You can’t get any more convoluted and mythological than The Lord of the Rings, but when you give a crap about Frodo and his fellowship suddenly, you don’t blink an eye about a giant flame demon brandishing a fire whip.
Gerald’s Game, the Impossible Novel
Director and co-writer Mike Flanagan understood this and that’s why Gerald’s Game, a story that mostly takes place in a single location about a woman handcuffed to a bed with no one to talk to but herself, a wild dog and a creepy disfigured apparition that might or might not be a figment of her imagination, works so well.
It helps that Flanagan cast wonderful actors like Carla Gugino and Bruce Greenwood in the two biggest roles. Jessie Burlingame is a tough character. She has to be vulnerable, strong, helpless, determined, terrified and MacGuyver-smart all at the same time. Gugino expertly flips back and forth between panic attacks and a calm, realist approach to her rather unique and life-threatening situation in a way that feels so authentic that you instantly buy her as a real, complex character.
If you’re not familiar with the story, Jessie and her husband Gerald (Greenwood) go to a secluded lake house for a romantic excursion. Their relationship has grown stale and their love life is in jeopardy, so they decide to spice things up with a little minor bondage. Gerald takes things a little too far, then drops dead of a heart attack, leaving his poor wife handcuffed to the bed in a remote house with no possibility of rescue.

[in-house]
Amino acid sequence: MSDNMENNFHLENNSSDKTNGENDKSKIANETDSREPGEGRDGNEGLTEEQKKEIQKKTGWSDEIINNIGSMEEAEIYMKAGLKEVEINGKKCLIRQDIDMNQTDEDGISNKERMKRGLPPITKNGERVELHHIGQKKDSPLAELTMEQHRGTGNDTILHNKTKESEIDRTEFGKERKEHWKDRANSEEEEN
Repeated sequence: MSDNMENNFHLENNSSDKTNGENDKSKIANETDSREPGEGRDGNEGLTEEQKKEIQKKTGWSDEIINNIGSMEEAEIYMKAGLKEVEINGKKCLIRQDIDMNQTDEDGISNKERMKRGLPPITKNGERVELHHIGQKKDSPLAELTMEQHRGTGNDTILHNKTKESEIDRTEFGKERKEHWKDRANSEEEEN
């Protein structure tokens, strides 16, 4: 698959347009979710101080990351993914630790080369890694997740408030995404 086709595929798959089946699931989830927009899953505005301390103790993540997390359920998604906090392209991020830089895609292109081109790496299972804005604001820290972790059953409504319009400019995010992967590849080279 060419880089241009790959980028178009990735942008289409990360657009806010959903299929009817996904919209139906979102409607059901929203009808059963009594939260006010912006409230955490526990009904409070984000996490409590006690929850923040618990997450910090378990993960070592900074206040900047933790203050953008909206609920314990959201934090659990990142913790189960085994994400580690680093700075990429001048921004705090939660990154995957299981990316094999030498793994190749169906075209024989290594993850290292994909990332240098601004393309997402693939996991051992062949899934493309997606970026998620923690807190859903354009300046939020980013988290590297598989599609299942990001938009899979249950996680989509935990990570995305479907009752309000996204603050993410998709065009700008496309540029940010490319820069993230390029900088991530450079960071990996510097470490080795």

Flanagan and his co-writer Jeff Howard found a rather interesting way to keep a story that takes place largely inside the mind of a character that can’t really move visually interesting, which is no small feat in and of itself. Instead of the voices in Jessie’s mind being disembodied, Flanagan gives them human form. When she projects the insecurities she associates with her husband, it is Bruce Greenwood pacing around the room engaging her in conversation. When she’s having a weak moment, her strong inner voice is Jessie herself, free of the cuffs, healthy and filled with encouraged determination.
Combine that with a quick pace, a dynamic visual style and some career-best performances and suddenly this impossible-to-adapt story seems very possible. It just took a studio like Netflix to trust a smart, burgeoning genre filmmaker like Flanagan.
With the characters on-point, the only thing Flanagan had to make sure worked 100% was the subtext of the movie. On the surface, Gerald’s Game mostly resembles Misery, with its protagonist stuck in bed the whole the time, but it’s much more of a companion piece to Dolores Claiborne thematically. There are obvious parallels (both stories feature eclipses and sexual assault), but on a deeper level, both stories are about how buried secrets never stay buried. These secrets and rot you from the inside and have ripple effects that change your life without you being aware of it.
In Gerald’s Game, so much about Jessie’s determination to survive is rooted in her own healing. She has to face these secrets and if she does so, she’ll find the key to her salvation. Flanagan clearly knows this. He uses subtle visual imagery to signal this deeper meaning (keep an eye on the sky in the final shot) while not forgetting to make the movie a fun time.